The Real Reason Reproducible Research is Important06 Jun 2014
Reproducible research has been on my mind a bit these days, partly because it has been in the news with the Piketty stuff, and also perhaps because I just published a book on it and I’m teaching a class on it as we speak (as well as next month and the month after…).
However, as I watch and read many discussions over the role of reproducibility in science, I often feel that many people miss the point. Now, just to be clear, when I use the word “reproducibility” or say that a study is reproducible, I do not mean “independent verification” as in a separate investigator conducted an independent study and came to the same conclusion as the original study (that is what I refer to as “replication”). By using the word reproducible, I mean that the original data (and original computer code) can be analyzed (by an independent investigator) to obtain the same results of the original study. In essence, it is the notion that the data analysis can be successfully repeated_. _Reproducibility is particularly important in large computational studies where the data analysis can often play an outsized role in supporting the ultimate conclusions.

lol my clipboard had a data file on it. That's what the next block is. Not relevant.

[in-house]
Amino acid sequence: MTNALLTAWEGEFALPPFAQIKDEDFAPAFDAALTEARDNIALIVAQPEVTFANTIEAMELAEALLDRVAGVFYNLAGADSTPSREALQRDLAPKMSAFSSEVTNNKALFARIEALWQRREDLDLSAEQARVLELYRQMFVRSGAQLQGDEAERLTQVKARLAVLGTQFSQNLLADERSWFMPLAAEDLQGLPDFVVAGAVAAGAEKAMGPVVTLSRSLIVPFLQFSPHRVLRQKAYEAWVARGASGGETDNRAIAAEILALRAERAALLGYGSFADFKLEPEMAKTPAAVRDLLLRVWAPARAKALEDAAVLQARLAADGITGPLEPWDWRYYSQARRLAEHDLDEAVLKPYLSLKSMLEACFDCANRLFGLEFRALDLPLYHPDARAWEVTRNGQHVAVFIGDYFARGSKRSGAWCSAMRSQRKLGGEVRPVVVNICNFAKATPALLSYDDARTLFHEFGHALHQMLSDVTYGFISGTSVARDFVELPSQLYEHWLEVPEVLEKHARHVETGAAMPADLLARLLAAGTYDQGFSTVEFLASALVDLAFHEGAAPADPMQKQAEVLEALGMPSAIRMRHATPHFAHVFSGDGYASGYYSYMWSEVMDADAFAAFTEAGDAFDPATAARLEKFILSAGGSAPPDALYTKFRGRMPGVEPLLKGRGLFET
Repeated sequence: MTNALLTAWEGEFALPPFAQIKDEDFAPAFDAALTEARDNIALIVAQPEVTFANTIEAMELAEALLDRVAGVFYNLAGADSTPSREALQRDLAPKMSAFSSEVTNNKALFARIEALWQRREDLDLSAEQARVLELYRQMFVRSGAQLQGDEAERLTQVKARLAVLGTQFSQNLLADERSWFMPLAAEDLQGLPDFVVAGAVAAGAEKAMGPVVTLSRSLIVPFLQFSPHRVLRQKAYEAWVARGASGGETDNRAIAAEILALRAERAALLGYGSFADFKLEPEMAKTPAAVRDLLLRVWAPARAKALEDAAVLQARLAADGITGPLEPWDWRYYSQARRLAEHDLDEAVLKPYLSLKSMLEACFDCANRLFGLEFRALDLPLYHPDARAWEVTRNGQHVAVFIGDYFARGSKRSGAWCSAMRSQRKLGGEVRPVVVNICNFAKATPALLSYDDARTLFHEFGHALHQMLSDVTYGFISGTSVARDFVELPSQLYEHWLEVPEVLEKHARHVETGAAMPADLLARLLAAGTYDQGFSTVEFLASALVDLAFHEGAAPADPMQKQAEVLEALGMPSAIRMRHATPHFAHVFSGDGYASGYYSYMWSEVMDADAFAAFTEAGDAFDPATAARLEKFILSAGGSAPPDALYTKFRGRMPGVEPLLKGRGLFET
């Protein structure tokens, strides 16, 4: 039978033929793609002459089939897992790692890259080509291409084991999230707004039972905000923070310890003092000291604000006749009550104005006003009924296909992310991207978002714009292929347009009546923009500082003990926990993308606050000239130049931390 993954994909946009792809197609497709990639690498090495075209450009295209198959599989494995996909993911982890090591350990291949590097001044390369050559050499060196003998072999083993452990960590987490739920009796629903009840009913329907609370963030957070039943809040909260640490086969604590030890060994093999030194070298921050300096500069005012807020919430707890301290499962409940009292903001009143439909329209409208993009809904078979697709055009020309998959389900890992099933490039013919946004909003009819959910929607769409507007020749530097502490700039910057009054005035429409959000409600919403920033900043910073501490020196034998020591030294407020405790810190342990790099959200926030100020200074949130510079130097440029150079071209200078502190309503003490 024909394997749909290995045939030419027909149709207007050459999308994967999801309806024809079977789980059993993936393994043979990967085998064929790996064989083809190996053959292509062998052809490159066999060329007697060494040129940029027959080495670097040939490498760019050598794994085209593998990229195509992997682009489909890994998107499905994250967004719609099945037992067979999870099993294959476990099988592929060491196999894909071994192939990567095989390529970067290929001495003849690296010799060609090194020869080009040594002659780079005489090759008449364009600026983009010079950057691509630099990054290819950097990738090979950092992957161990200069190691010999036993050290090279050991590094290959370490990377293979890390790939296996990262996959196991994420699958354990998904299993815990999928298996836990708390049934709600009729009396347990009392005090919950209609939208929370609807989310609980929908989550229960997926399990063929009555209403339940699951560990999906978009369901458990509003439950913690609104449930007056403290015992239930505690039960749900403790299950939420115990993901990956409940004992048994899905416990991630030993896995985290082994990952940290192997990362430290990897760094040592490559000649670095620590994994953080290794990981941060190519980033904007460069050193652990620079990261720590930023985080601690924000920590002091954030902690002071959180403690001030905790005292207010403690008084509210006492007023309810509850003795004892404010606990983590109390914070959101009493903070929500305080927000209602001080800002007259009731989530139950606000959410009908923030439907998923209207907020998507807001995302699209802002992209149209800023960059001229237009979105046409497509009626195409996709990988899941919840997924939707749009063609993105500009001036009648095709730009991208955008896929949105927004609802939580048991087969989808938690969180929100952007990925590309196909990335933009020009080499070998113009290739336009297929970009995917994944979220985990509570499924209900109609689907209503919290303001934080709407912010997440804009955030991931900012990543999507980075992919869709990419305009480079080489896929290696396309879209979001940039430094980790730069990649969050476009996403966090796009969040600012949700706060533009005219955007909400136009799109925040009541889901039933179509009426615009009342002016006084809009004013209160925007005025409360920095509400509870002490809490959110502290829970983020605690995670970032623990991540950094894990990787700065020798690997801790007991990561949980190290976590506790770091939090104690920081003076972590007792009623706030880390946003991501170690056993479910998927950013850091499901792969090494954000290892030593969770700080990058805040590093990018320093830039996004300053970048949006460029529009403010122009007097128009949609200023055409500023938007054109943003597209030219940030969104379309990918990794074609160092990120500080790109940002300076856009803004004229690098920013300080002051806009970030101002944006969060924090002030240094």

Many people seem to conflate the ideas of reproducible and correctness, but they are not the same thing. One must always remember that a study can be reproducible and still be wrong. By “wrong”, I mean that the conclusion or claim can be wrong. If I claim that X causes Y (think “sugar causes cancer”), my data analysis might be reproducible, but my claim might ultimately be incorrect for a variety of reasons. If my claim has any value, then others will attempt to replicate it and the correctness of the claim will be determined by whether others come to similar conclusions.
Then why is reproducibility so important? Reproducibility is important because it is the only thing that an investigator can guarantee about a study.
Contrary to what most press releases would have you believe, an investigator cannot guarantee that the claims made in a study are correct (unless they are purely descriptive). This is because in the history of science, no meaningful claim has ever been proven by a single study. (The one exception might be mathematics, whether they are literally proving things in their papers.) So reproducibility is important not because it ensures that the results are correct, but rather because it ensures transparency and gives us confidence in understanding exactly what was done.
These days, with the complexity of data analysis and the subtlety of many claims (particularly about complex diseases), reproducibility is pretty much the only thing we can hope for. Time will tell whether we are ultimately right or wrong about any claims, but reproducibility is something we can know right now.